London: HSBC Holdings PLC said on Monday that it has made a “resilient” start to 2009 and that its revenues have recovered strongly from the last quarter of fiscal 2008 when business was hit hard by the financial crisis.
In its first-quarter trading update, Europe’s biggest bank said its underlying pre-tax profits were “well ahead” of the same period in 2008, largely because of some $6.6 billion worth of gains it made on the valuation of its debts, compared with the $2.5 billion it recorded last year.
However, excluding those debt revaluations, HSBC said profits were lower, but still significantly higher than in the fourth quarter of 2008, as revenue growth was more than offset by higher loan impairment charges and other credit risk provisions.
HSBC’s chief executive Michael Geoghegan said the company’s operating performance in the first quarter was encouraging, boosted by record results from its global banking and markets divisions.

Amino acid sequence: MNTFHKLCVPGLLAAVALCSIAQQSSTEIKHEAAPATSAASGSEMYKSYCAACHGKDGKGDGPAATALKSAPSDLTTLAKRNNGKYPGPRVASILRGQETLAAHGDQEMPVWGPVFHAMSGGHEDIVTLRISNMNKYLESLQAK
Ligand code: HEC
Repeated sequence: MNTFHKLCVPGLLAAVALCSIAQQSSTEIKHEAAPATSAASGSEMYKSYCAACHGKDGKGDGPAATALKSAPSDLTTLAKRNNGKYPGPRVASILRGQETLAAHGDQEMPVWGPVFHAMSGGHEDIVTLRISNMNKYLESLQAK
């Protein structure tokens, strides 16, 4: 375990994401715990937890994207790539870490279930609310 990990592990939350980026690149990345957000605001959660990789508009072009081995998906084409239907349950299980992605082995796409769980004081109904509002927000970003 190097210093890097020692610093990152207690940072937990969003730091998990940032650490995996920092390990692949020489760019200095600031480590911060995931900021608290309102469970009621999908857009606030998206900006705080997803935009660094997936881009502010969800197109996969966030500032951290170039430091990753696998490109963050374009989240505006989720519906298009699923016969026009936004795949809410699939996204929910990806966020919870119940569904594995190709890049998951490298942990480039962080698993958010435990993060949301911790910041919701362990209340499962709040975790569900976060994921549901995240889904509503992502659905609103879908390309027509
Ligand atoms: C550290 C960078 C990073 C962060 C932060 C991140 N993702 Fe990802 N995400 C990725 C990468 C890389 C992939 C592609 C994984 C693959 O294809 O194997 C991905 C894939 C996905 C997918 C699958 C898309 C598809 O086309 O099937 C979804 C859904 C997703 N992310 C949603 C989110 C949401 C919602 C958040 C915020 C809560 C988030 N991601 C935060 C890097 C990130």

And he said the recent rights issue which raised $17.8 billion means it is well-positioned to “ride out the economic uncertainty ahead, and to take advantage of opportunities to grow.” Unlike other British-based banks, HSBC did not take any government cash to shore up its capital position, opting instead to raise money itself.
HSBC did not give an exact figure for the total it has set aside to cover bad debts, though it did say it was up on the same period last year. Last year, HSBC wrote down around $25 billion worth of assets.
“Loan impairment charges and other credit risk provisions were higher than in Q1 2008, but lower than in Q4 2008 on both an underlying and a reported basis, and in the US were also slightly lower than expected,” HSBC said.
Following the trading update, the company’s share price fell 4% to 555.16 pence ($8.38).
David Buik, markets analyst at BGC Partners, said it was unsurprising that HSBC’s stock fell given its “terrific run” in recent days. Over the last couple of weeks, HSBC’s shares like others in the banking sector have rallied strongly on hopes that they are in a far stronger position than a few months ago.
Despite Monday’s modest share price retracement, he said it’s “hard to argue against the generally held opinion that HSBC is the best run retail bank in the world, by some distance.”